Union Set to Strike Against Seattle Health System

Ken Terry

January 22, 2020

A union representing 7800 employees of Swedish Health Services, a five-hospital organization in greater Seattle, said it will go on strike for a three-day period next week unless an agreement is reached between the two sides. Swedish has announced it will hire replacement workers to keep its facilities running during the January 28-30 strike.

This is the second strike threat against a West Coast-based healthcare organization within the past year. Kaiser Permanente faced a strike last October, but reached terms with a union coalition before that happened.

In Seattle, nurses and other caregivers represented by Service Employees International Union (SEIU) Healthcare 1199NW said they would walk off their jobs next week "if proposals adequately addressing patient safety and staffing levels are not forthcoming."

The union's talks with Swedish broke down January 13 after 9 months of bargaining — supported near the end by a federal mediator — proved fruitless. Last Friday, the union issued the strike notification.

In its news release about the situation, the union referred to the healthcare system as Swedish-Providence. Swedish has been a division of Providence Health & Services, a multistate organization, since a 2012 merger.

According to the union, Providence, a $24 billion corporation, "has a corporate-wide strategy to cut benefits for workers…The corporation can afford to provide good benefits and wages to the nurses and healthcare workers it employs and should start treating its employees fairly. When employees of Providence are treated fairly, patient care and safety will improve."

The union also said that some of its members had been unlawfully terminated after raising alarms about "unsafe practices at Swedish-Providence."

According to the release, the union has presented management with "a robust package of proposals that lay out a roadmap for success in safe staffing, workplace safety, recruitment and retention, racial equity and inclusion for all, and providing for the needs of environmental service workers, social workers, counselors, and caregivers who provide standby and call."

Management View

In a press release from Swedish, the organization said it had offered the union a package that includes an 11.25% pay raise over 4 years, including a 3% raise retroactive to July 1, 2019, when the previous contract expired. This would raise the salaries of nurses, who now earn an average of $96,000 per year, to a six-figure amount, and other full-time caregivers would earn more than $70,000, Swedish said. The latter include technical, service, and professional staff.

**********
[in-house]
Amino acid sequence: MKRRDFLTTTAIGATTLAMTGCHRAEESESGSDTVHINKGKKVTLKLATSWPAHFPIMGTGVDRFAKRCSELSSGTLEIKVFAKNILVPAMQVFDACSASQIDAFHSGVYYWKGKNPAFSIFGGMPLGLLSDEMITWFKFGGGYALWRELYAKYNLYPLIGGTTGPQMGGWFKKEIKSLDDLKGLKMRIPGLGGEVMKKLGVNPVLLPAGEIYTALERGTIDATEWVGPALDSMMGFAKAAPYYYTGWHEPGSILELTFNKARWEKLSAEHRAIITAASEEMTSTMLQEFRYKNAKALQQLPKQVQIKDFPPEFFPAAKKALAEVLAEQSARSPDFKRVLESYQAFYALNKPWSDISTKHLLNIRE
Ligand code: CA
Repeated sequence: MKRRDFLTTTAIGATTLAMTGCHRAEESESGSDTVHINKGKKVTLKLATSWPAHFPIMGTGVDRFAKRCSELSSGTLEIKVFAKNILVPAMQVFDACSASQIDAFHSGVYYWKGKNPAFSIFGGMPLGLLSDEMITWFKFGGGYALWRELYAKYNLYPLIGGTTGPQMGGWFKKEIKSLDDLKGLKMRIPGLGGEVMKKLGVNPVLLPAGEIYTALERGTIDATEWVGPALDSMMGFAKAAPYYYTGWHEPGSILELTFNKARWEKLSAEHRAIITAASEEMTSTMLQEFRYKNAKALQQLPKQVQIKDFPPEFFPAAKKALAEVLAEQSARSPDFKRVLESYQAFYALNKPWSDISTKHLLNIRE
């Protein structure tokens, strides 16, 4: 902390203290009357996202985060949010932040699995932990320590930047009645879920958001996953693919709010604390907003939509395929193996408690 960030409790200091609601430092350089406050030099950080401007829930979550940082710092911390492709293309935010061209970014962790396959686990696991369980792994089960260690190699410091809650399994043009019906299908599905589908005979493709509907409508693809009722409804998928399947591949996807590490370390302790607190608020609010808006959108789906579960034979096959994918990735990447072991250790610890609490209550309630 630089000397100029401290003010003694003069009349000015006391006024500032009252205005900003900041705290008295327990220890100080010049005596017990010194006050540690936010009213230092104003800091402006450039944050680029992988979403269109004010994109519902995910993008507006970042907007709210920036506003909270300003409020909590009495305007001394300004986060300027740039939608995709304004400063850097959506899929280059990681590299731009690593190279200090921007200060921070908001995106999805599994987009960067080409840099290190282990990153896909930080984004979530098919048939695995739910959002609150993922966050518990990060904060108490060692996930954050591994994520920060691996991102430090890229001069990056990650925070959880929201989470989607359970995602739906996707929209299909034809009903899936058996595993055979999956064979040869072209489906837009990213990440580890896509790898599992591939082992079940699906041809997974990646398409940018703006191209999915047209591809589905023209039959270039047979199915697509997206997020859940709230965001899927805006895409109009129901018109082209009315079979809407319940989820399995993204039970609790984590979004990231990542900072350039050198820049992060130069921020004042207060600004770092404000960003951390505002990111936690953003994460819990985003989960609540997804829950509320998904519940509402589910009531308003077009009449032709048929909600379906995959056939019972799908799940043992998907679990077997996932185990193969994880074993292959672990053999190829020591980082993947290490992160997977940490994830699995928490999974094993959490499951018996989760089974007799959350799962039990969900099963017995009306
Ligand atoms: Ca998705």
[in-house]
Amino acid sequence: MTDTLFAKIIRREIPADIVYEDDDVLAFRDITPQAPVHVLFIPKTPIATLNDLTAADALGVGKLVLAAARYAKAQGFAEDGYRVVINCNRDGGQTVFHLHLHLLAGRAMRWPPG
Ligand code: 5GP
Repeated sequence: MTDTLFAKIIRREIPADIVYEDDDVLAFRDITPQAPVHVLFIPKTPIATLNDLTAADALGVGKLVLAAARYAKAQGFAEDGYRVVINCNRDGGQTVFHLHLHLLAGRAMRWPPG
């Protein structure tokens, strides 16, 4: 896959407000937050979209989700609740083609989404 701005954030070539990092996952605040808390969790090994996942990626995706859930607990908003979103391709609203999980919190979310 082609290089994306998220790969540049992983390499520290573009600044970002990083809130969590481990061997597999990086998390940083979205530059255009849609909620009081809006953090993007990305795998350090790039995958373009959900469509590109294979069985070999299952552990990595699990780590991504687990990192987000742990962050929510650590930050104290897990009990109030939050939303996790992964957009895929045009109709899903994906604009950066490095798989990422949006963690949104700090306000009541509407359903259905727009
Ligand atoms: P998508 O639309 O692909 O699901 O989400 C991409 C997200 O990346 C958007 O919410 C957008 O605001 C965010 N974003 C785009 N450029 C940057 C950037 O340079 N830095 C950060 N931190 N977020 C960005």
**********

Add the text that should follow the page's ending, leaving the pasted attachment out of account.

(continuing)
However, the union is demanding a pay raise of 23% over 4 years, Swedish noted, and also wants full authority over staffing decisions. This provision "would go against state law and grant SEIU an authority that no other healthcare union has," Swedish pointed out.

"We acknowledge that staffing issues are important," said Margo Bykonen, chief nursing officer of Swedish. "We must work together to find long-term solutions to challenges such as recruiting enough nurses into the pipeline, retaining qualified staff and continuing to upskill our workforce."

The health system's proposal also pledged to give caregivers "a stronger voice in staffing decisions, recruitment efforts and creating a more inclusive and equitable workplace."

Swedish previously proposed the creation of a joint union-management task force to address staffing shortages by recruiting more caregivers. Currently, the release stated, Swedish has 900 open union-represented positions.

The shortage of healthcare professionals was also a major issue in the negotiations between Kaiser Permanente and its unions. In the final package hammered out by the two sides, Kaiser agreed to spend $130 million on training new hires and improving the skills of current workers so they could advance in their careers.

Recently, Kaiser and SEIU-United Healthcare Workers West established a new organization, Futuro Health, that will train allied healthcare workers for jobs in Kaiser facilities.

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